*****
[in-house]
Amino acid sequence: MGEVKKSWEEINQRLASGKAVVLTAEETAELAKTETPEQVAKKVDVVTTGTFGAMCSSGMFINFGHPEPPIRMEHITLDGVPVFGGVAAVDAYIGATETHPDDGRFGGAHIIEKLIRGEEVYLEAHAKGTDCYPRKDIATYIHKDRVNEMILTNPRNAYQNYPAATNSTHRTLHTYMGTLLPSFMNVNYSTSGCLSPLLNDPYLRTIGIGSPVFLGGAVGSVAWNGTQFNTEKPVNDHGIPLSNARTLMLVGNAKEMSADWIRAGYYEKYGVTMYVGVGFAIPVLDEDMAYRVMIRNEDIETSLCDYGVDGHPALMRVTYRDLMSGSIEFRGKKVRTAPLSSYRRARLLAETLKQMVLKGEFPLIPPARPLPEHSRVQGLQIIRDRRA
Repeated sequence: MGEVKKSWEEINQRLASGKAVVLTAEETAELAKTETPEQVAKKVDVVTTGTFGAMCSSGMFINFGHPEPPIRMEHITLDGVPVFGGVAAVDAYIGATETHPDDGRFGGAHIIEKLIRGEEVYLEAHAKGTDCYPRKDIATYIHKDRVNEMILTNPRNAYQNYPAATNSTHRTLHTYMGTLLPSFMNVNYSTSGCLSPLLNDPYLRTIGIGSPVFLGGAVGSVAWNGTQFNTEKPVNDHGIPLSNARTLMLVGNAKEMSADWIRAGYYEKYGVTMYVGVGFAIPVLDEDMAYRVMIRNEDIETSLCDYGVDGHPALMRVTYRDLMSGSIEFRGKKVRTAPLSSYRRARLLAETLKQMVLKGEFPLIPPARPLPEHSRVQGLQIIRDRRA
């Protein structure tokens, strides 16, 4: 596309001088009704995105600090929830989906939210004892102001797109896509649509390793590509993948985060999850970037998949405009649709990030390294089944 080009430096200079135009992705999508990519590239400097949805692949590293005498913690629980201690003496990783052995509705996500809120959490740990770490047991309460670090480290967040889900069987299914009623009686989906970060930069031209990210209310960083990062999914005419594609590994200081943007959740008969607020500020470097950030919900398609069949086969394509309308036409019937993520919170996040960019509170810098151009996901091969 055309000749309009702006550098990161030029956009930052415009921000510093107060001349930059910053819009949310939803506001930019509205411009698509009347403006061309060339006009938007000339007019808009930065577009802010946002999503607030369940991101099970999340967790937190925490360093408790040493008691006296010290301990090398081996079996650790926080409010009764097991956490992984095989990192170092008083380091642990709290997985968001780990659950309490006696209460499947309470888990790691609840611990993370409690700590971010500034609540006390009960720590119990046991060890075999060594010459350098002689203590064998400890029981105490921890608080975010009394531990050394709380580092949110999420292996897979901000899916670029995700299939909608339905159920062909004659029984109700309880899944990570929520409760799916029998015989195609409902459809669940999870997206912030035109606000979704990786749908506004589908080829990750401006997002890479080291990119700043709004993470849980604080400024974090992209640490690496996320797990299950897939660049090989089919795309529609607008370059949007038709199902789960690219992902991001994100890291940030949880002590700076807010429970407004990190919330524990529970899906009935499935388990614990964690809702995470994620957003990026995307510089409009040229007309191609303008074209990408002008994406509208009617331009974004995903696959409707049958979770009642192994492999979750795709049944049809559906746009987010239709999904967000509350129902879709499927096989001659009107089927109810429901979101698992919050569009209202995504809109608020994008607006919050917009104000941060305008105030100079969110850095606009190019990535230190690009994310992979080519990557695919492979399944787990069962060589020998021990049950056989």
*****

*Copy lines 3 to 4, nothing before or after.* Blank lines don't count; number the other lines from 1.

Repeated sequence: MGEVKKSWEEINQRLASGKAVVLTAEETAELAKTETPEQVAKKVDVVTTGTFGAMCSSGMFINFGHPEPPIRMEHITLDGVPVFGGVAAVDAYIGATETHPDDGRFGGAHIIEKLIRGEEVYLEAHAKGTDCYPRKDIATYIHKDRVNEMILTNPRNAYQNYPAATNSTHRTLHTYMGTLLPSFMNVNYSTSGCLSPLLNDPYLRTIGIGSPVFLGGAVGSVAWNGTQFNTEKPVNDHGIPLSNARTLMLVGNAKEMSADWIRAGYYEKYGVTMYVGVGFAIPVLDEDMAYRVMIRNEDIETSLCDYGVDGHPALMRVTYRDLMSGSIEFRGKKVRTAPLSSYRRARLLAETLKQMVLKGEFPLIPPARPLPEHSRVQGLQIIRDRRA
């Protein structure tokens, strides 16, 4: 596309001088009704995105600090929830989906939210004892102001797109896509649509390793590509993948985060999850970037998949405009649709990030390294089944 080009430096200079135009992705999508990519590239400097949805692949590293005498913690629980201690003496990783052995509705996500809120959490740990770490047991309460670090480290967040889900069987299914009623009686989906970060930069031209990210209310960083990062999914005419594609590994200081943007959740008969607020500020470097950030919900398609069949086969394509309308036409019937993520919170996040960019509170810098151009996901091969 055309000749309009702006550098990161030029956009930052415009921000510093107060001349930059910053819009949310939803506001930019509205411009698509009347403006061309060339006009938007000339007019808009930065577009802010946002999503607030369940991101099970999340967790937190925490360093408790040493008691006296010290301990090398081996079996650790926080409010009764097991956490992984095989990192170092008083380091642990709290997985968001780990659950309490006696209460499947309470888990790691609840611990993370409690700590971010500034609540006390009960720590119990046991060890075999060594010459350098002689203590064998400890029981105490921890608080975010009394531990050394709380580092949110999420292996897979901000899916670029995700299939909608339905159920062909004659029984109700309880899944990570929520409760799916029998015989195609409902459809669940999870997206912030035109606000979704990786749908506004589908080829990750401006997002890479080291990119700043709004993470849980604080400024974090992209640490690496996320797990299950897939660049090989089919795309529609607008370059949007038709199902789960690219992902991001994100890291940030949880002590700076807010429970407004990190919330524990529970899906009935499935388990614990964690809702995470994620957003990026995307510089409009040229007309191609303008074209990408002008994406509208009617331009974004995903696959409707049958979770009642192994492999979750795709049944049809559906746009987010239709999904967000509350129902879709499927096989001659009107089927109810429901979101698992919050569009209202995504809109608020994008607006919050917009104000941060305008105030100079969110850095606009190019990535230190690009994310992979080519990557695919492979399944787990069962060589020998021990049950056989």